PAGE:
• The Comptroller’s Office earned its third consecutive “A” grade. Over the last eight years, the Comptroller’s Office increased its M/WBE spending from 13 percent in FY2013 to approximately 53 percent in FY2021.
  • In 2020, Comptroller Stringer announced that the Office’s registration process would now include a rigorous review of M/WBE goals on City contracts. Between November 2020 and May 2021, the Comptroller’s Office registered 63 contracts subject to Local Law 1. Of these, 42 contracts, or about 67 percent, had M/WBE goals below 30 percent.

The Future of Chief Diversity Officers in the Public and Private Sectors

For six years, Comptroller Stringer called for a Chief Diversity Officer (CDO) in City Hall and every City agency to serve as executive-level strategists, driving the representation of people of color and women across government. In July 2020, Mayor Bill de Blasio signed an executive order to appoint Chief Diversity Officers in every City agency. Although there is still no CDO with a citywide portfolio in City Hall, Comptroller Stringer finds growing implementation of the role across the public and private sector:

  • Thirty-six of the 50 most populous cities across the U.S. have appointed CDOs, and more than half of them report to the Mayor or City Manager.
  • Several federal agencies and the Executive Office of the U.S. President have implemented executive-level equity efforts.
  • Hiring of CDOs tripled between December 2019 and March 2021 within the S&P 500.
  • However, just 14 of the City’s top 50 vendors—which have collectively received over $5 billion from the City of New York—have publicly announced CDOs.

Utilization of M/WBEs during COVID-19

In July 2020, Comptroller Stringer’s Office surveyed 500 M/WBEs on the impact of COVID-19, finding that 85 percent of M/WBE firms projected less than six months of survival. A follow up survey from the Comptroller’s Office found that 50 percent of M/WBEs were forced to lay off or furlough employees. This report examines City spending with M/WBEs, finding that:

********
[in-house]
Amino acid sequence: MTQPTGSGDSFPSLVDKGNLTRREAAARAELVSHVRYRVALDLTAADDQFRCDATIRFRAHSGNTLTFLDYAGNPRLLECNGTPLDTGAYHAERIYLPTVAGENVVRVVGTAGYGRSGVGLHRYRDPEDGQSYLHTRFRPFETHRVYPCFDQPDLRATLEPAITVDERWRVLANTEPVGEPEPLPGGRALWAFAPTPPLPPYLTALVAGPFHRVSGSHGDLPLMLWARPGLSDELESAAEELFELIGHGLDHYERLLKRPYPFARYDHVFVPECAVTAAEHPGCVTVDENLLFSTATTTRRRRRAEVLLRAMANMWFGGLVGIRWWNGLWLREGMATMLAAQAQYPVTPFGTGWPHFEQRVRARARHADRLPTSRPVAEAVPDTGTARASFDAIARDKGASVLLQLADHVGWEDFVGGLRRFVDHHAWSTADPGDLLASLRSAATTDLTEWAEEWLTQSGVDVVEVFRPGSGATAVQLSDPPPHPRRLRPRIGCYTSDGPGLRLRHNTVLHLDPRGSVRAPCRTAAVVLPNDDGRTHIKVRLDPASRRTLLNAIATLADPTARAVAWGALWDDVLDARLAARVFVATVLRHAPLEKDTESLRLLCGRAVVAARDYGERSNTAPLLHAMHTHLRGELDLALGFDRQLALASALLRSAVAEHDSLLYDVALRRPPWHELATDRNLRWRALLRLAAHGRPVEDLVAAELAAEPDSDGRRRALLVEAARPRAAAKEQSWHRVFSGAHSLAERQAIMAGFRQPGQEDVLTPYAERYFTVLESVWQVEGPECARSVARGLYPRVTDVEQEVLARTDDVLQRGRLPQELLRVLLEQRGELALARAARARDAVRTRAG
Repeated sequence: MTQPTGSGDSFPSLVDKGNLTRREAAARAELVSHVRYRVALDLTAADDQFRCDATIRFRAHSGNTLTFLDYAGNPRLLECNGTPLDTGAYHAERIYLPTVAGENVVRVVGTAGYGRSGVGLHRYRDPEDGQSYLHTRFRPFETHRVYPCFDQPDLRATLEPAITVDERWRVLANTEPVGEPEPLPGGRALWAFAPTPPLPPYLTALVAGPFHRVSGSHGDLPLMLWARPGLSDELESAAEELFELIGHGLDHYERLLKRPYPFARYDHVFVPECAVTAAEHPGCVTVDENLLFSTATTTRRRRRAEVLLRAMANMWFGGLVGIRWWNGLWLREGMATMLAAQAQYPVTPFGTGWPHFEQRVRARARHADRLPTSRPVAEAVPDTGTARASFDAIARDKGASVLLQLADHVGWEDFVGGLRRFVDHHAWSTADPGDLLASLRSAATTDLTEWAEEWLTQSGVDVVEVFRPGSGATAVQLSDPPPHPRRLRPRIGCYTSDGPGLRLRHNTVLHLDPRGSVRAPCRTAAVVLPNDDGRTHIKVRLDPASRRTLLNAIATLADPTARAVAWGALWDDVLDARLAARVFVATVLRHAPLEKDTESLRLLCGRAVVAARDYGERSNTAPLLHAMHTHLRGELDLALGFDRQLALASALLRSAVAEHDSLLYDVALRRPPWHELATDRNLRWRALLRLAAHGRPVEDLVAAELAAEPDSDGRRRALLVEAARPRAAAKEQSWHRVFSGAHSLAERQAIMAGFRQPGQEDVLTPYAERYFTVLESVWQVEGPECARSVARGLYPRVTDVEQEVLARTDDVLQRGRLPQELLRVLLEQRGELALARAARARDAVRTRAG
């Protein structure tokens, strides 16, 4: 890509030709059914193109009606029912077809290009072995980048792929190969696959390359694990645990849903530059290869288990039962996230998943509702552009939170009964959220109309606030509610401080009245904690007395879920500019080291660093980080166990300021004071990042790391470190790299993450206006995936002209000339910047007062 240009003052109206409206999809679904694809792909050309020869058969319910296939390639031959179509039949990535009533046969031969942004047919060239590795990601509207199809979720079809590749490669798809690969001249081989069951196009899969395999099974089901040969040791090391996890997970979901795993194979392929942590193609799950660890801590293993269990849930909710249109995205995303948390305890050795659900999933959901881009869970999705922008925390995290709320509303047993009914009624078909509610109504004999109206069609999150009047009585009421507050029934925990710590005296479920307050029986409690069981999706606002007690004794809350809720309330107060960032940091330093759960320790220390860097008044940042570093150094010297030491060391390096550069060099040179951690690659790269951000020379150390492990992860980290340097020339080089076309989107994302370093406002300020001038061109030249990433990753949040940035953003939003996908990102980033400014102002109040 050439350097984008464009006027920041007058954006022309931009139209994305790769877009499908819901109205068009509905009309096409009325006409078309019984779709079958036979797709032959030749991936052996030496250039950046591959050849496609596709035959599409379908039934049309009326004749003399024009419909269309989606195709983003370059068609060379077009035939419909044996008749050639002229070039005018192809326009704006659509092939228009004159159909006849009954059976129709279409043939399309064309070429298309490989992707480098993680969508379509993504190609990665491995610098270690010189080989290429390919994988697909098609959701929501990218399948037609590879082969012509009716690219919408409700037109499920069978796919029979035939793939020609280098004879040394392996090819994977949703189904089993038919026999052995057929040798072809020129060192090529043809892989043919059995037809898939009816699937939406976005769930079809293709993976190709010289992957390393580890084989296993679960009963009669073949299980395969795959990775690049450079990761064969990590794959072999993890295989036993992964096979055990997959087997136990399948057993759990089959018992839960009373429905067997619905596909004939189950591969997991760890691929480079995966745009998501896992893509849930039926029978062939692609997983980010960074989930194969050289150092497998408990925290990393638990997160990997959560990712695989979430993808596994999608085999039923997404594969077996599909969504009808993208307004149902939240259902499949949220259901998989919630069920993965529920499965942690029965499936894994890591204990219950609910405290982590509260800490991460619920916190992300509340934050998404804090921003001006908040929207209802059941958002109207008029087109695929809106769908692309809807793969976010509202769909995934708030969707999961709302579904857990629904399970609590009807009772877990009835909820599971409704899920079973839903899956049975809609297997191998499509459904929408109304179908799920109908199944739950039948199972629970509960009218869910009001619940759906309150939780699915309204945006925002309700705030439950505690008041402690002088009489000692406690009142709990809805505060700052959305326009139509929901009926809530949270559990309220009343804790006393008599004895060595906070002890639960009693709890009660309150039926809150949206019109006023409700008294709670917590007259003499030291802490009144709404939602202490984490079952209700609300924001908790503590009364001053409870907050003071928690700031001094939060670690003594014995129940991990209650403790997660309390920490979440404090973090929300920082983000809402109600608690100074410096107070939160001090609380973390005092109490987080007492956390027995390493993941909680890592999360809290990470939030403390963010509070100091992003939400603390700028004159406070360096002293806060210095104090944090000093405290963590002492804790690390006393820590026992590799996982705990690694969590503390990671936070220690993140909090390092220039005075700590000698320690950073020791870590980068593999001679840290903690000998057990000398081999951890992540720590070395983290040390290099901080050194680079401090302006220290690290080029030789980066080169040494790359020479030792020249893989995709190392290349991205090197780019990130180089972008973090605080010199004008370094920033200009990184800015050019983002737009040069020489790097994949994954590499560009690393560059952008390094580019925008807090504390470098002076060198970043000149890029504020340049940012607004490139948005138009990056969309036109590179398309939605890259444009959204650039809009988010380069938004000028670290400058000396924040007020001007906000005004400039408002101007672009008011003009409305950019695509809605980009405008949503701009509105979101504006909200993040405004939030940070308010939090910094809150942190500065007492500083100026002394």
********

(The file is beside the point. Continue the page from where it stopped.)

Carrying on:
This report follows up on that survey, finding that:

  • Between March 2020 and July 2021, the City spent over $3.5 billion in COVID-19-related goods and services, and just 16 percent, or $554 million, went to M/WBEs.
  • Specifically, the City spent about $308 million, or about nine percent with women-owned businesses; $161.2 million, or about five percent, with Asian American-owned businesses; $43.2 million, or about one percent, with African American-owned businesses, and $41.2 million, or about one percent, with Hispanic American-owned businesses.
  • Two agencies alone made up more than 40 percent of the City’s total pandemic-related dollars. The Department of Citywide Administrative Services spent over $803 million and just ten percent went to M/WBEs. By contrast, the Department of Sanitation spent more than $732 million, and M/WBEs received 25 percent of those dollars.

Recommendations

Each year, Comptroller Stringer puts forth recommendations meant to reduce barriers and increase opportunities for M/WBEs. These recommendations are informed by needs identified by the Comptroller’s COVID-19 survey, the City’s M/WBE spending data, a series of focus groups with M/WBEs, and the Comptroller’s Advisory Council on Economic Growth through Diversity and Inclusion. As this administration prepares to leave office, we urge the next cohort of citywide leadership to prioritize diversity, equity, and inclusion within their first 100 days of office.